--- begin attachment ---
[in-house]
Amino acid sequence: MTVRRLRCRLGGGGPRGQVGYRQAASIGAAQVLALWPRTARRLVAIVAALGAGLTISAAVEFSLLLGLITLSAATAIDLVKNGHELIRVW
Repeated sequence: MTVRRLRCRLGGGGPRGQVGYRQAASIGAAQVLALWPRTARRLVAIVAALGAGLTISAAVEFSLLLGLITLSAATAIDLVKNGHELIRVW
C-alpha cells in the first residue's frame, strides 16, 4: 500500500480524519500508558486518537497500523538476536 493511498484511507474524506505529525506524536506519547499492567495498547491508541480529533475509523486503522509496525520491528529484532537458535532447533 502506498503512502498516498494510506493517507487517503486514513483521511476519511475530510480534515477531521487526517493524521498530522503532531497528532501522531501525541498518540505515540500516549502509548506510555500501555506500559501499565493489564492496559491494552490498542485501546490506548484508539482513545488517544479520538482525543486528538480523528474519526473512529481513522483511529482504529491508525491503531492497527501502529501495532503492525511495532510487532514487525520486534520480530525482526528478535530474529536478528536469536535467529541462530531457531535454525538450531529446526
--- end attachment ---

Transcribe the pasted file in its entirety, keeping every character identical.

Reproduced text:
[in-house]
Amino acid sequence: MTVRRLRCRLGGGGPRGQVGYRQAASIGAAQVLALWPRTARRLVAIVAALGAGLTISAAVEFSLLLGLITLSAATAIDLVKNGHELIRVW
Repeated sequence: MTVRRLRCRLGGGGPRGQVGYRQAASIGAAQVLALWPRTARRLVAIVAALGAGLTISAAVEFSLLLGLITLSAATAIDLVKNGHELIRVW
C-alpha cells in the first residue's frame, strides 16, 4: 500500500480524519500508558486518537497500523538476536 493511498484511507474524506505529525506524536506519547499492567495498547491508541480529533475509523486503522509496525520491528529484532537458535532447533 502506498503512502498516498494510506493517507487517503486514513483521511476519511475530510480534515477531521487526517493524521498530522503532531497528532501522531501525541498518540505515540500516549502509548506510555500501555506500559501499565493489564492496559491494552490498542485501546490506548484508539482513545488517544479520538482525543486528538480523528474519526473512529481513522483511529482504529491508525491503531492497527501502529501495532503492525511495532510487532514487525520486534520480530525482526528478535530474529536478528536469536535467529541462530531457531535454525538450531529446526